Through my four years of college, I met some of the most upstanding and excellent people I could have ever hoped to meet. Many of my closest friends coordinated service trips, ran student groups, joined cancer walks and hunger runs. They’ve gone on to run and aid social services across the world, became teachers, started families  moved into graduate schools so they can run future projects or political campaigns to try to fashion some change in this world, are active in their local communities.

My freshmen roommates and RA, who have gone on to be amazing people.

My freshmen roommates and RA, who have gone on to be amazing people.

La Salle women are some of the toughest, strongest women in town.

La Salle women are some of the toughest, strongest women in town.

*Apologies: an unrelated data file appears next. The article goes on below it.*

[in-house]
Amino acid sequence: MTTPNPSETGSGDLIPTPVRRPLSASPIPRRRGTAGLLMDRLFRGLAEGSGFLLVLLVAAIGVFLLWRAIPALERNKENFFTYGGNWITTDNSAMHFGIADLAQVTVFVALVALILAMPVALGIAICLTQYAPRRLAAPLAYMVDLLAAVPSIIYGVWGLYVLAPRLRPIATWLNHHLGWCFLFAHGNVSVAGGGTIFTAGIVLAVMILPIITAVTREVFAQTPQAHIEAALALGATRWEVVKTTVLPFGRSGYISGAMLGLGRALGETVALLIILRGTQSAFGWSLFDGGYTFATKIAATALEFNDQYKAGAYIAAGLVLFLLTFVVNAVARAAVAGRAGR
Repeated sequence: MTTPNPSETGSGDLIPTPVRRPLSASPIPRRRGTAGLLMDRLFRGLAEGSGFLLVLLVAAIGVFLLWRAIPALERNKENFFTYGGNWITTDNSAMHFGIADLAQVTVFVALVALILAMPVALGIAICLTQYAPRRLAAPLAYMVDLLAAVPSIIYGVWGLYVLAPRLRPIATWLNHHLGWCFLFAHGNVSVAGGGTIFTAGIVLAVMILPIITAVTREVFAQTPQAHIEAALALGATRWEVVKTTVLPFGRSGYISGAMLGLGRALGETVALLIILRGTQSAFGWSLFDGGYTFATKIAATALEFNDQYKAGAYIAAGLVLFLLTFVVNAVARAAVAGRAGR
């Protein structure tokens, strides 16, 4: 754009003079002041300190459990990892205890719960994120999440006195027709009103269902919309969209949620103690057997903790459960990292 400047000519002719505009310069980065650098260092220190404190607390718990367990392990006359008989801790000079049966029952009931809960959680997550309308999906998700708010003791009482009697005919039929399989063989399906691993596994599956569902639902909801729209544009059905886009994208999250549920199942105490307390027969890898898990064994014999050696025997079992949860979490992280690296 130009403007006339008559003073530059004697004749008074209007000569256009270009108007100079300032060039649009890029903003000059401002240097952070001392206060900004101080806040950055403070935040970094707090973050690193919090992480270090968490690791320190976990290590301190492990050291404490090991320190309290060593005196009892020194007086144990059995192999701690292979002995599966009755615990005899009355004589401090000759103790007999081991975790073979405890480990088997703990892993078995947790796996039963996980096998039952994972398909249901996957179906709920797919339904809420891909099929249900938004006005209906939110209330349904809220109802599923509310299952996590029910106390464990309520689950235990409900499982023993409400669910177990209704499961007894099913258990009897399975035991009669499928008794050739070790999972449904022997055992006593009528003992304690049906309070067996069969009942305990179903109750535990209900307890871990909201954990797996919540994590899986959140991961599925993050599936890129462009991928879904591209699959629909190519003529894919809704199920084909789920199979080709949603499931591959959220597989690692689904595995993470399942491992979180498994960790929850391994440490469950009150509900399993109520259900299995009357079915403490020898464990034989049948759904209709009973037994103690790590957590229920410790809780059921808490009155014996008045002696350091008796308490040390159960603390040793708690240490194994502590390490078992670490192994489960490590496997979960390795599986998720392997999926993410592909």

These people are beyond amazing, and yet they still have time to make me feel proud of myself and what I’ve wandered off to do. There have been over half a dozen instances where I find an e-mail or a Facebook message from an old friend or acquaintance from school who has stumbled upon this blog or heard I was farming and wanted to wish me luck and share their hopes for success. Some of my professors have been following my adventures and offer the most heartening well-wishes for me. La Salle’s alumni magazine and one of my great friends ran an article (albeit with some outrageously embarrassing photos) about my journey into farming. Frank Cervone, my former employer and a La Salle grad himself, helped me see that the path to your destiny isn’t always clear, and he sent me from his offices with his blessing and a box of gardening tools for my crazy farm dreams. The guy I dated for four years still continues to be my biggest sidelines fan, and he is preparing to start his own quest to save the city, and I couldn’t be prouder.